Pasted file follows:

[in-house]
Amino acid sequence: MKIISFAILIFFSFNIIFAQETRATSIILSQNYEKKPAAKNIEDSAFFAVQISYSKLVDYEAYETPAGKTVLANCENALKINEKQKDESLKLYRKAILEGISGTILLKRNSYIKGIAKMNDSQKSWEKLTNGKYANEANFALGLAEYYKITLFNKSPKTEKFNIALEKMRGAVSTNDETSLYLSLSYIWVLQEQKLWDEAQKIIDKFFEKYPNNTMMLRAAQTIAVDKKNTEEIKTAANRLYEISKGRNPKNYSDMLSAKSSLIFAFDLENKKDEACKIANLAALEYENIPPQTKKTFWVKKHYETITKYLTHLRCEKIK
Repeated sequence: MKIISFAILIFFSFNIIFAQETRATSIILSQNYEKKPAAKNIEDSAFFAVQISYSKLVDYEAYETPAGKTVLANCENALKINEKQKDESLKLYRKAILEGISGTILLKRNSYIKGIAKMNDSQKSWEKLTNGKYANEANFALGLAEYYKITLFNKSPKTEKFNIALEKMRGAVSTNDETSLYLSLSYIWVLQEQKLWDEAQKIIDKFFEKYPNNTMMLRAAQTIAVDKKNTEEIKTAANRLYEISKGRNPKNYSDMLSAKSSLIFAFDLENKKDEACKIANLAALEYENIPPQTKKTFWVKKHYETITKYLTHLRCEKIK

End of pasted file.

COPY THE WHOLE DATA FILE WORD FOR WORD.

[in-house]
Amino acid sequence: MKIISFAILIFFSFNIIFAQETRATSIILSQNYEKKPAAKNIEDSAFFAVQISYSKLVDYEAYETPAGKTVLANCENALKINEKQKDESLKLYRKAILEGISGTILLKRNSYIKGIAKMNDSQKSWEKLTNGKYANEANFALGLAEYYKITLFNKSPKTEKFNIALEKMRGAVSTNDETSLYLSLSYIWVLQEQKLWDEAQKIIDKFFEKYPNNTMMLRAAQTIAVDKKNTEEIKTAANRLYEISKGRNPKNYSDMLSAKSSLIFAFDLENKKDEACKIANLAALEYENIPPQTKKTFWVKKHYETITKYLTHLRCEKIK
Repeated sequence: MKIISFAILIFFSFNIIFAQETRATSIILSQNYEKKPAAKNIEDSAFFAVQISYSKLVDYEAYETPAGKTVLANCENALKINEKQKDESLKLYRKAILEGISGTILLKRNSYIKGIAKMNDSQKSWEKLTNGKYANEANFALGLAEYYKITLFNKSPKTEKFNIALEKMRGAVSTNDETSLYLSLSYIWVLQEQKLWDEAQKIIDKFFEKYPNNTMMLRAAQTIAVDKKNTEEIKTAANRLYEISKGRNPKNYSDMLSAKSSLIFAFDLENKKDEACKIANLAALEYENIPPQTKKTFWVKKHYETITKYLTHLRCEKIK